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Training & Nutrition Learn how to develop a training schedule that's good for you. What should you eat and drink on your ride? Learn everything you need to know about training and nutrition here.

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Old 02-28-12, 11:01 AM   #1
amckimmey
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Is there anything wrong with Roller Trainers?

I cam across and older Cycle Ops Roller Trainer on craigslist for what seems to be an ok price of $70, and would like to know if there is anything wrong with roller trainer that I might not know.

It Cycle Ops so I know its a good brand but looks to be there older 3 part hold, now they only fold in half. It looks like it has PVC drums, I have heard they will get warped in sunlight sometimes, should I worry about that? Doe the belts go bad on them much? Are they pretty loud, or is it just the tired noise? How does resistance really work, I cant seem to understand that?

I also ride a 26in wheel LHT that I am riding right now. Will it even work with it? I know the front fork support it comes with would be to high be a little bit.

I have been wanting a trainer for sometime, just to have fun on when I'm not doing anything at home. and a roller trainer seems like it would be more versatile, Because I have 26in wheels and my girlfriends bike is actually a internal geared hub 3 speed and can mount a standard frame trainer(i don't even know if she would even like it.

Anything would really help, with in the next couple hours I am going to check the trainer out later tonight. I attached a photo of the trainer.

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Old 02-28-12, 02:45 PM   #2
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Co is a good make, but depends on condition and roller trainers are tricky - I've never tried them, but I've watched very experienced riders on them - they are VERY careful. It's a skill and the people who do it well make it look too easy. Recommendation I've read is start in a doorway (you have something to grab). You'd have to check if your LHT and your GF's bike would fit.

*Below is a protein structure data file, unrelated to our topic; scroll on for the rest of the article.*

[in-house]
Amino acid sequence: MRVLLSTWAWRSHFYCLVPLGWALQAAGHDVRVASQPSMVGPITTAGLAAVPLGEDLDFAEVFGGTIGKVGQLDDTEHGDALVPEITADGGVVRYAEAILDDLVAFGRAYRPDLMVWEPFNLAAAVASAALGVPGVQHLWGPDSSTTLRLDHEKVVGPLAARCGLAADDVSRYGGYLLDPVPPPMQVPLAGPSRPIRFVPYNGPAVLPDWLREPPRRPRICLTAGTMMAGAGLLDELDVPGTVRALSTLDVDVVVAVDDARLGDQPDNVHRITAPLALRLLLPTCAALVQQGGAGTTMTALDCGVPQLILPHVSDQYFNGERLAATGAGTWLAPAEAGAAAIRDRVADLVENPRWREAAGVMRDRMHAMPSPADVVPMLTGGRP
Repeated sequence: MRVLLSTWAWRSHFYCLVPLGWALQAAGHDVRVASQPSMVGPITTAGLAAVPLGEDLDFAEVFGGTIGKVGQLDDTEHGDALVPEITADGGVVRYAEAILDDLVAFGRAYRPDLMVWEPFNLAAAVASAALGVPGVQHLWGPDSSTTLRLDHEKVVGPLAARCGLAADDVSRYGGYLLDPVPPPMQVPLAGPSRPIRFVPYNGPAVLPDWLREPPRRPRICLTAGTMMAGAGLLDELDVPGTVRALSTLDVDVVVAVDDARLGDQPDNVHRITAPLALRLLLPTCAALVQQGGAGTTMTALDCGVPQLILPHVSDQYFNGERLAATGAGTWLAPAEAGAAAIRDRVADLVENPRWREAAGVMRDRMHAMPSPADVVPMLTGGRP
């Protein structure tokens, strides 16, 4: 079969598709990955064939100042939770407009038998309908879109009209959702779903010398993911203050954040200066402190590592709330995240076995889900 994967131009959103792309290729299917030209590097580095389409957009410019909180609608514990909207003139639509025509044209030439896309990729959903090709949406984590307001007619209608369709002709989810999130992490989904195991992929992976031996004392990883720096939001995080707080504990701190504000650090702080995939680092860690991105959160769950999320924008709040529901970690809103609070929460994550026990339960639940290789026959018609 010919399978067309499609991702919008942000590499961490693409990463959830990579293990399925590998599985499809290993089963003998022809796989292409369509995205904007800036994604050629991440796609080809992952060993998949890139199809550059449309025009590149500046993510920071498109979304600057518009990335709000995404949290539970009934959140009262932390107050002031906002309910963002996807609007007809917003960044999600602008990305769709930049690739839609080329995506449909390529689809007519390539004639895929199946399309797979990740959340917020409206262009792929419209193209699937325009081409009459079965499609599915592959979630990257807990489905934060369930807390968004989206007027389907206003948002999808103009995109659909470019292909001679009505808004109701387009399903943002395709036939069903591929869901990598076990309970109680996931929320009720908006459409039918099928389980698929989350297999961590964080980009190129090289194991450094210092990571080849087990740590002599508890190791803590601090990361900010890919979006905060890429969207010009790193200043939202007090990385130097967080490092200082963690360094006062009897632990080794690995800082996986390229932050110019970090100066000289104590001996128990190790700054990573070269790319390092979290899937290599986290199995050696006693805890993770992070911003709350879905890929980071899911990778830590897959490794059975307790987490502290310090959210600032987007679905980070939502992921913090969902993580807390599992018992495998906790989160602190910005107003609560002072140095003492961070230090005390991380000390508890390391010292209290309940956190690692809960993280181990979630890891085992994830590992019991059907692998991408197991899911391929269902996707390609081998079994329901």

Me - I'd pass on the rollers and look for a fluid or mag trainer instead. This one http://eugene.craigslist.org/bik/2863967186.html looks decent, and as long as the bike is locked into the trainer securly, you don't have to worry about crashing even if you collapse after a super-hard-I-am-going-to-die effort.
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Old 02-28-12, 04:37 PM   #3
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offer 40 bucks . I have the AL co rollers and love them. I think starting with rollers, getting good then getting a kurt kentic is the best way.
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Old 02-28-12, 04:51 PM   #4
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Oh good grief. Rollers never wear out, even poly drums. The belt should be good for decades. You don't need the fork support. The front roller can be moved to accommodate frames of different lengths, from large road bikes to small MTB bikes. Rollers are fun. They're quiet, but compared to what? You need smooth tires for rollers or a trainer. On this roller set, there is no resistance, just the rolling resistance of your tires, so just use a big gear.
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Old 02-29-12, 07:50 AM   #5
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It is hard to do really hard workouts on the rollers. I can work up to treshold level, but after that I need to pedal at a cadence over 130 rpm :-) But, if you ride in a cold place, the air density will be higher thus offering higher resistance.
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Old 03-09-12, 12:58 PM   #6
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Anything you could possibly, ever, in the history of the universe, want to know about rollers:

http://www.bikeforums.net/showthread...read-read-this
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Old 03-12-12, 05:40 PM   #7
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Let a little air out of your tires for more resistance. You're not going to get a pinch flat on rollers.
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